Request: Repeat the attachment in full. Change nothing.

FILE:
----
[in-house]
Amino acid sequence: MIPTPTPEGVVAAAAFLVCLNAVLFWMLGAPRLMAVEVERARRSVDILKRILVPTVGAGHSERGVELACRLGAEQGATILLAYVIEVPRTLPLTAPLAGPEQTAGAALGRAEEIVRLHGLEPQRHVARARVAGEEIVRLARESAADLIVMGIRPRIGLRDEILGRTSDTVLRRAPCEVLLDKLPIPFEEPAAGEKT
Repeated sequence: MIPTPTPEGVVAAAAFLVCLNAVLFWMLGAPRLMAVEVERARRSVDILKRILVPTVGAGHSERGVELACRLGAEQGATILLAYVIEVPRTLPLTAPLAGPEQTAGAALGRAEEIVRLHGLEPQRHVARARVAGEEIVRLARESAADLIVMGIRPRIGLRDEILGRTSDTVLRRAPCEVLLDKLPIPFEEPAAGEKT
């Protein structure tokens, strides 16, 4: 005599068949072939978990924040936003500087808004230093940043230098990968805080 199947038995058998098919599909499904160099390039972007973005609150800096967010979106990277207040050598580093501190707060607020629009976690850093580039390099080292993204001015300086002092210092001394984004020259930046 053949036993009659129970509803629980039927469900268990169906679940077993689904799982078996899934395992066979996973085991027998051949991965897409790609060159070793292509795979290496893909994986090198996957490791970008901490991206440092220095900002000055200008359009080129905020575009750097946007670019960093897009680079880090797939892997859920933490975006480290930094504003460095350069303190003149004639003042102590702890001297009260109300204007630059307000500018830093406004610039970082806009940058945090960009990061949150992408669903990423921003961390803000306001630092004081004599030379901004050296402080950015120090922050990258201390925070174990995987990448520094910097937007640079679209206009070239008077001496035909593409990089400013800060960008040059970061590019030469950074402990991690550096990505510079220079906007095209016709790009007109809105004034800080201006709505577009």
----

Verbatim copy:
[in-house]
Amino acid sequence: MIPTPTPEGVVAAAAFLVCLNAVLFWMLGAPRLMAVEVERARRSVDILKRILVPTVGAGHSERGVELACRLGAEQGATILLAYVIEVPRTLPLTAPLAGPEQTAGAALGRAEEIVRLHGLEPQRHVARARVAGEEIVRLARESAADLIVMGIRPRIGLRDEILGRTSDTVLRRAPCEVLLDKLPIPFEEPAAGEKT
Repeated sequence: MIPTPTPEGVVAAAAFLVCLNAVLFWMLGAPRLMAVEVERARRSVDILKRILVPTVGAGHSERGVELACRLGAEQGATILLAYVIEVPRTLPLTAPLAGPEQTAGAALGRAEEIVRLHGLEPQRHVARARVAGEEIVRLARESAADLIVMGIRPRIGLRDEILGRTSDTVLRRAPCEVLLDKLPIPFEEPAAGEKT
């Protein structure tokens, strides 16, 4: 005599068949072939978990924040936003500087808004230093940043230098990968805080 199947038995058998098919599909499904160099390039972007973005609150800096967010979106990277207040050598580093501190707060607020629009976690850093580039390099080292993204001015300086002092210092001394984004020259930046 053949036993009659129970509803629980039927469900268990169906679940077993689904799982078996899934395992066979996973085991027998051949991965897409790609060159070793292509795979290496893909994986090198996957490791970008901490991206440092220095900002000055200008359009080129905020575009750097946007670019960093897009680079880090797939892997859920933490975006480290930094504003460095350069303190003149004639003042102590702890001297009260109300204007630059307000500018830093406004610039970082806009940058945090960009990061949150992408669903990423921003961390803000306001630092004081004599030379901004050296402080950015120090922050990258201390925070174990995987990448520094910097937007640079679209206009070239008077001496035909593409990089400013800060960008040059970061590019030469950074402990991690550096990505510079220079906007095209016709790009007109809105004034800080201006709505577009």